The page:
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SPEECH

Extracts from the Speeches of Aaron V. Brown, at Gallatın,

Clarksville, and Jackson, June, 1847.

When Gov. Brown rose to reply, he said, that he addressed the large assembly present as the democratic candidate for Governor. For nearly two years he had enjoyed the honors of that exalted station, and he wished now to return to his fellowcitizens at large who contributed to that event the homage of his sincere and profound gratitude. To preside over such a noble and gallant State, to contribute any thing valuable to her prosperity in peace, or to her glory in war, ought to fill up the measure of any man's ambition: To me (said Gov. B.) such an honor ought to be, as it has been, peculiarly gratifying. She is the land of my youth and the home of my manhood. Within her verdant bosom lie buried nearly all of my kindred. No wonder, then, that I should honor a State consecrated by so many sad and tender remembrances. No wonder that I should love her lofty mountains, her deep, majestic rivers, her wide luxuriant valleys, and more than all, her brave, hardy, and industrious people. Before such a people I again appear, and will hold their approbation of my past conduct as my highest reward, and the richest inheritance to be transmitted to my children.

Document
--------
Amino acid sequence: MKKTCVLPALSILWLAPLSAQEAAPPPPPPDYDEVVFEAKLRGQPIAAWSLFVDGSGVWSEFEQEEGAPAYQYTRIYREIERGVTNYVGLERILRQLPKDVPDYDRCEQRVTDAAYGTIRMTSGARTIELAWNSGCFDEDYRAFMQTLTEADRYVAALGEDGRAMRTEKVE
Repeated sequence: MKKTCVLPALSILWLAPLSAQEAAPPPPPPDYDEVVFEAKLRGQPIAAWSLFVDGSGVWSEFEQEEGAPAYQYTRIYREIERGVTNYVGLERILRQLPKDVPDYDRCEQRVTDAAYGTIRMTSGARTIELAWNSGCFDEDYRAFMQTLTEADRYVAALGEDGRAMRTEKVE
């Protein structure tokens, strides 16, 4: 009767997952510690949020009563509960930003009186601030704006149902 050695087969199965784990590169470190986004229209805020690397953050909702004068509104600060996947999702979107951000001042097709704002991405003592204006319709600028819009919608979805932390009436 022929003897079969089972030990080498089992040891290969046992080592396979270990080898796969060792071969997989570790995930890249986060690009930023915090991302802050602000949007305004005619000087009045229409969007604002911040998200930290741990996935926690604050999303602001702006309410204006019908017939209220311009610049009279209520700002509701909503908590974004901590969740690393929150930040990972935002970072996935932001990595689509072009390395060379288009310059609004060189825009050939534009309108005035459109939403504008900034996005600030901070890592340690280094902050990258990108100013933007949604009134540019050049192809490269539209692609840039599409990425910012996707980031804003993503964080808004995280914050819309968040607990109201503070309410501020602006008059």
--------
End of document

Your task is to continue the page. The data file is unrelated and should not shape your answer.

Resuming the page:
How I have performed my civil duties, (continued Governor Brown,) may be judged of by the great fact that neither my competitor, the convention which nominated him, nor the public press of the country, has complained of any failure on my part. How I have performed my military duties may be found fairly from every portion of the State—were earliest in the field, foremost in the fight, covering themselves, their kindred, and their country with unfading laurels and undying honors.